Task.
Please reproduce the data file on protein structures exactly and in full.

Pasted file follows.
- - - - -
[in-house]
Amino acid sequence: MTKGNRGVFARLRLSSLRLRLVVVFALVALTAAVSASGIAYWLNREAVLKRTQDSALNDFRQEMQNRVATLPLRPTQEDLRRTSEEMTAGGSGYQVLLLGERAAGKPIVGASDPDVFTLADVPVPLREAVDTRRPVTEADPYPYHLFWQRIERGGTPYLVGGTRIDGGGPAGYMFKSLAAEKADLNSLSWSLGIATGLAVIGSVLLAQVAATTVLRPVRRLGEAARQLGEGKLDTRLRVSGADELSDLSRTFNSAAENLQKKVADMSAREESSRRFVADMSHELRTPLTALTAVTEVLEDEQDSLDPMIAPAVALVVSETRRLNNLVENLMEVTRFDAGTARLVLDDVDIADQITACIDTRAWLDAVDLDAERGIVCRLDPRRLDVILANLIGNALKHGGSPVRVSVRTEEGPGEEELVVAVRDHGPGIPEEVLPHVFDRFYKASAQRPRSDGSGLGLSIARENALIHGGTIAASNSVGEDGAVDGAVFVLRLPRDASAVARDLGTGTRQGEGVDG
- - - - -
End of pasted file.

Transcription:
[in-house]
Amino acid sequence: MTKGNRGVFARLRLSSLRLRLVVVFALVALTAAVSASGIAYWLNREAVLKRTQDSALNDFRQEMQNRVATLPLRPTQEDLRRTSEEMTAGGSGYQVLLLGERAAGKPIVGASDPDVFTLADVPVPLREAVDTRRPVTEADPYPYHLFWQRIERGGTPYLVGGTRIDGGGPAGYMFKSLAAEKADLNSLSWSLGIATGLAVIGSVLLAQVAATTVLRPVRRLGEAARQLGEGKLDTRLRVSGADELSDLSRTFNSAAENLQKKVADMSAREESSRRFVADMSHELRTPLTALTAVTEVLEDEQDSLDPMIAPAVALVVSETRRLNNLVENLMEVTRFDAGTARLVLDDVDIADQITACIDTRAWLDAVDLDAERGIVCRLDPRRLDVILANLIGNALKHGGSPVRVSVRTEEGPGEEELVVAVRDHGPGIPEEVLPHVFDRFYKASAQRPRSDGSGLGLSIARENALIHGGTIAASNSVGEDGAVDGAVFVLRLPRDASAVARDLGTGTRQGEGVDG